# Numerical Methods for Roots of Polynomials

Produk Detail:
• Author : J.M. McNamee
• Publisher : Newnes
• Pages : 728 pages
• ISBN : 008093143X
• Rating : /5 from reviews

## Numerical Methods for Roots of Polynomials

• Author : J.M. McNamee,Victor Pan
• Publisher : Newnes
• Release : 19 July 2013

Numerical Methods for Roots of Polynomials - Part II along with Part I (9780444527295) covers most of the traditional methods for polynomial root-finding such as interpolation and methods due to Graeffe, Laguerre, and Jenkins and Traub. It includes many other methods and topics as well and has a chapter devoted to certain modern virtually optimal methods. Additionally, there are pointers to robust and efficient programs. This book is invaluable to anyone doing research in polynomial roots, or teaching a graduate course

## Numerical Methods for Roots of Polynomials

• Author : J.M. McNamee
• Publisher : Elsevier
• Release : 17 August 2007

Numerical Methods for Roots of Polynomials - Part I (along with volume 2 covers most of the traditional methods for polynomial root-finding such as Newton’s, as well as numerous variations on them invented in the last few decades. Perhaps more importantly it covers recent developments such as Vincent’s method, simultaneous iterations, and matrix methods. There is an extensive chapter on evaluation of polynomials, including parallel methods and errors. There are pointers to robust and efficient programs. In short, it

## Numerical Methods for Roots of Polynomials Part II

• Author : J.M. McNamee,V.Y. Pan
• Publisher : Elsevier Inc. Chapters
• Release : 19 July 2013

First we consider the Jenkins–Traub 3-stage algorithm. In stage 1 we defineIn the second stage the factor is replaced by for fixed , and in the third stage by where is re-computed at each iteration. Then a root. A slightly different algorithm is given for real polynomials. Another class of methods uses minimization, i.e. we try to find such that is a minimum, where . At this minimum we must have , i.e. . Several authors search along the coordinate axes or

## Numerical Methods for Roots of Polynomials Part II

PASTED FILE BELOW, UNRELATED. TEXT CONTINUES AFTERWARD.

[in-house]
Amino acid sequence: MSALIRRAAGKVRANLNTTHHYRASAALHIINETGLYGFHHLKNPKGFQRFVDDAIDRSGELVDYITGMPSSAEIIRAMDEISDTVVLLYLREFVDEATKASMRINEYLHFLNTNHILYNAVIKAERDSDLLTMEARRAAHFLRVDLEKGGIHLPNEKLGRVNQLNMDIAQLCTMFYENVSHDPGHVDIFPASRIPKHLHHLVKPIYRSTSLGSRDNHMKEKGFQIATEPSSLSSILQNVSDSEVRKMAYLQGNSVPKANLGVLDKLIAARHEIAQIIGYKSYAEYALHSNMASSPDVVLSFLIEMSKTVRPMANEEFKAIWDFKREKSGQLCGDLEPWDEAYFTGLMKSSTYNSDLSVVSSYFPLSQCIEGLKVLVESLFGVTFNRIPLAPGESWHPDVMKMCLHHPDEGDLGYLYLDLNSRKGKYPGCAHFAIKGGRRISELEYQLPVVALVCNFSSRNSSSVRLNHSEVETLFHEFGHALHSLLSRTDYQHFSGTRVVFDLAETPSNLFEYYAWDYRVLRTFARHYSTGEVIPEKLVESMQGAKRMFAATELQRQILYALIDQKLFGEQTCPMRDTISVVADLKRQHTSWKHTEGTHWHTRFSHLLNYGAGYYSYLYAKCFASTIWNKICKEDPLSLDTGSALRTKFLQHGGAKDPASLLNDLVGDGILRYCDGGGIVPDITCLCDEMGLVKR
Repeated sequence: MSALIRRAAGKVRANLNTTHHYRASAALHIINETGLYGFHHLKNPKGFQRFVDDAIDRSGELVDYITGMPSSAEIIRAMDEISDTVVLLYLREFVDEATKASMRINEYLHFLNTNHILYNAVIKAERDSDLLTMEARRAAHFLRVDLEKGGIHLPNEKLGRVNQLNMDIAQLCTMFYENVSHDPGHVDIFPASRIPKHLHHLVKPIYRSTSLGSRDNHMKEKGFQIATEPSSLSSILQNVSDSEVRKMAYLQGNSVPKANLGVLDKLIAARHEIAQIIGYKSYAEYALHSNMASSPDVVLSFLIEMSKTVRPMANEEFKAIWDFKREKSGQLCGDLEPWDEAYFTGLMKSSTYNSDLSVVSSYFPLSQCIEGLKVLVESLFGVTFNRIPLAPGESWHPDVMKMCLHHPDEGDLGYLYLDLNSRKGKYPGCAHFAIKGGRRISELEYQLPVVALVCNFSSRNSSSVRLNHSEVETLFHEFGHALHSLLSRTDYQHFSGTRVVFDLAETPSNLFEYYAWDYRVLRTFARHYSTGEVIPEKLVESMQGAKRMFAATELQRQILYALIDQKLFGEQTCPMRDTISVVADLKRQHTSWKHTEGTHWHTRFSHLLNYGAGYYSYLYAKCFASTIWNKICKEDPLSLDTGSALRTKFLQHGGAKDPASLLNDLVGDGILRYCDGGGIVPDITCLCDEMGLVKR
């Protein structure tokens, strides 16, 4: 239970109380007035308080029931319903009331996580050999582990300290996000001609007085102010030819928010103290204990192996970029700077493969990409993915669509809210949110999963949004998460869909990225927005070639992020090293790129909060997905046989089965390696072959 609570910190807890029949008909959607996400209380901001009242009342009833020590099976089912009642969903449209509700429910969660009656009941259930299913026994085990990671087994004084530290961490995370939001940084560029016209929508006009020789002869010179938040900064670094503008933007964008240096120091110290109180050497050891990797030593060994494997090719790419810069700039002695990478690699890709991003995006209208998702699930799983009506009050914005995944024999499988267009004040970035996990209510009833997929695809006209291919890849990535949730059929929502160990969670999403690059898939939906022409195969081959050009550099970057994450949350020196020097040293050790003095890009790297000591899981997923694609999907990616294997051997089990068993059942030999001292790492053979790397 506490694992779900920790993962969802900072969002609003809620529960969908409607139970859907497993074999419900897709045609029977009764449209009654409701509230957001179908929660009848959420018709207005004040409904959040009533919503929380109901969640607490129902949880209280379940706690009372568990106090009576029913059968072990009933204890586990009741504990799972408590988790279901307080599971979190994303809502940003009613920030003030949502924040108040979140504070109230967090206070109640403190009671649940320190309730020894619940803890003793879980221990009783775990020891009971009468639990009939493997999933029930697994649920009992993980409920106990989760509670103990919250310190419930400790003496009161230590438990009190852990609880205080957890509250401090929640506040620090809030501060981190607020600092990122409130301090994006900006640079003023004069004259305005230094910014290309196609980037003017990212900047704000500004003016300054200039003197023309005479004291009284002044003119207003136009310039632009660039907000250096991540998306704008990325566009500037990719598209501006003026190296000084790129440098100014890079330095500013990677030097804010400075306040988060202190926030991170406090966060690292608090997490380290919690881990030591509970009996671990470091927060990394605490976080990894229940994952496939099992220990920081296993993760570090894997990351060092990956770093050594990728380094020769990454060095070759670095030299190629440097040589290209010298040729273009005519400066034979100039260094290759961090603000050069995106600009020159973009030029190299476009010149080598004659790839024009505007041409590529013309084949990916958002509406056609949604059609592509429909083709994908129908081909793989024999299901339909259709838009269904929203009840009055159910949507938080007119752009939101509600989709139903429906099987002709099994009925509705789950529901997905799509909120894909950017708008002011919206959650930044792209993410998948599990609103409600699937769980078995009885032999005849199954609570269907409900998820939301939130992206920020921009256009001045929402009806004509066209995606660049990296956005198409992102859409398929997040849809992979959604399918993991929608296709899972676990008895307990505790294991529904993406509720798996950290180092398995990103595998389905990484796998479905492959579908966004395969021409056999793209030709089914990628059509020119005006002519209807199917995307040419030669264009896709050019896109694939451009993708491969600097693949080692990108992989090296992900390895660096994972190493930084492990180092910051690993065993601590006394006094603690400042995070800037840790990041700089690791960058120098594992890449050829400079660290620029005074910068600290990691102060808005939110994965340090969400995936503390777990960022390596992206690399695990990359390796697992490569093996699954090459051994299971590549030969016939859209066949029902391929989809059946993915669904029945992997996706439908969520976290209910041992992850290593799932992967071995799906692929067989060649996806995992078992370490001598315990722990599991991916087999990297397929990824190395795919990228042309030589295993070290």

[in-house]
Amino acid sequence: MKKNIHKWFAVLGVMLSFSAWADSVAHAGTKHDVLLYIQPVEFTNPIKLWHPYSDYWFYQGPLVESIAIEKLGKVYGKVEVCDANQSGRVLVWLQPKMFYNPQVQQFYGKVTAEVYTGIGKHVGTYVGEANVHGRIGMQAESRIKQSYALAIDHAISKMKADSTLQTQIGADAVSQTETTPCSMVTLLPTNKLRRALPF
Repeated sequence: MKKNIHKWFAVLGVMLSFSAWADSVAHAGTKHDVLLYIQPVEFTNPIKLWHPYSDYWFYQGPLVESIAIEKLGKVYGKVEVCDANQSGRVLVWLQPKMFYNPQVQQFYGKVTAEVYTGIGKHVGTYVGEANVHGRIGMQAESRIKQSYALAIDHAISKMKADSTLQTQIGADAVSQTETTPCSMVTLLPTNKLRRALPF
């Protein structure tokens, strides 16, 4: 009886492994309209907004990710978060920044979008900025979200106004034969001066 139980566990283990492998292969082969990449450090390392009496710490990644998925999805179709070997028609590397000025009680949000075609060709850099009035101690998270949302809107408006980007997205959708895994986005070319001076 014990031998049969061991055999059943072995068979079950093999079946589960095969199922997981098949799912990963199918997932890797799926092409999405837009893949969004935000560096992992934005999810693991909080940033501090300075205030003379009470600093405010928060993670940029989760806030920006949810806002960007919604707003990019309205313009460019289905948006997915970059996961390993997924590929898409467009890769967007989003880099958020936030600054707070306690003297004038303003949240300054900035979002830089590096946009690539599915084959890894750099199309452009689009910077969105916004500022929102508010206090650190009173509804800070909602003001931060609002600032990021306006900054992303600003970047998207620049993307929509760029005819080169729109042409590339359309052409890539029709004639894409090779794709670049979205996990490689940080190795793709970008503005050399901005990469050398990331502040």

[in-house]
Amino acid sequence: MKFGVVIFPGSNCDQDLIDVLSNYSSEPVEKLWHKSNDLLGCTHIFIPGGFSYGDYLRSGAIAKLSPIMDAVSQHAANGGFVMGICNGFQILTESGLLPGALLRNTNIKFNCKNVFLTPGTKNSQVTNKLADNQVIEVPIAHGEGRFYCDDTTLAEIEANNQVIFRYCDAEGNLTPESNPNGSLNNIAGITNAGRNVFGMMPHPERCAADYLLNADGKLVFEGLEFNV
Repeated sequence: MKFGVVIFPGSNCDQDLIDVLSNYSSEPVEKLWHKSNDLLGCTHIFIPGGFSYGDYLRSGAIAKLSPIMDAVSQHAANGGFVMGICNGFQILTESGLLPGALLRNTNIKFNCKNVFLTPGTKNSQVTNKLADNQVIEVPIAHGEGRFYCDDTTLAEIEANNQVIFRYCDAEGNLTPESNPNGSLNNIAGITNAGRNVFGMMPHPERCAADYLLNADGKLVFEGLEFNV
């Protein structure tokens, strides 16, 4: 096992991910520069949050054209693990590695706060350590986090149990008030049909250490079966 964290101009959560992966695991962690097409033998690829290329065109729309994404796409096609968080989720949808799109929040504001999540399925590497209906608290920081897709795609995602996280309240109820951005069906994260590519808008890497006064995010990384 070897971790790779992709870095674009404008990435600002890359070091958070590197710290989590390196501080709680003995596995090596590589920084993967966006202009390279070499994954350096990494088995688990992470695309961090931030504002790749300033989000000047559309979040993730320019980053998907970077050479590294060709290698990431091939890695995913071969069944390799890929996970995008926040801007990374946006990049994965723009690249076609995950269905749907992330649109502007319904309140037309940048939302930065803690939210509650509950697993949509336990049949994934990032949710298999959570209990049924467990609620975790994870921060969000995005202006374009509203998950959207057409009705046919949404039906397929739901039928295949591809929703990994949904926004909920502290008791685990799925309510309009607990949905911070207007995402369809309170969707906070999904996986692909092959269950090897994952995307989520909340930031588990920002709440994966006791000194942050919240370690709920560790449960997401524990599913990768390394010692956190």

• Author : J.M. McNamee,V.Y. Pan
• Publisher : Elsevier Inc. Chapters
• Release : 19 July 2013

The zeros of a polynomial can be readily recovered from its linear factors. The linear factors can be approximated by first splitting a polynomial numerically into the product of its two nonconstant factors and then recursively splitting every computed nonlinear factor in similar fashion. For both the worst and average case inputs the resulting algorithms solve the polynomial factorization and root-finding problems within fixed sufficiently small error bounds by using nearly optimal arithmetic and Boolean time, that is using nearly

## Numerical Methods for Roots of Polynomials Part II

• Author : J.M. McNamee,V.Y. Pan
• Publisher : Elsevier Inc. Chapters
• Release : 19 July 2013

This chapter treats several topics, starting with Bernoulli’s method. This method iteratively solves a linear difference equation whose coefficients are the same as those of the polynomial. The ratios of successive iterates tends to the root of largest magnitude. Special versions are used for complex and/or multiple roots. The iteration may be accelerated, and Aitken’s variation finds all the roots simultaneously. The Quotient-Difference algorithm uses two sequences(with a similar one for ). Then, if the roots are

## Numerical Methods for Roots of Polynomials

• Author : J.M. McNamee,Victor Pan
• Publisher : Elsevier Science
• Release : 11 September 2013

Numerical Methods for Roots of Polynomials - Part II along with Part I (9780444527295) covers most of the traditional methods for polynomial root-finding such as interpolation and methods due to Graeffe, Laguerre, and Jenkins and Traub. It includes many other methods and topics as well and has a chapter devoted to certain modern virtually optimal methods. Additionally, there are pointers to robust and efficient programs. This book is invaluable to anyone doing research in polynomial roots, or teaching a graduate course

## Numerical Methods for Roots of Polynomials Part II

• Author : J.M. McNamee,V.Y. Pan
• Publisher : Elsevier Inc. Chapters
• Release : 19 July 2013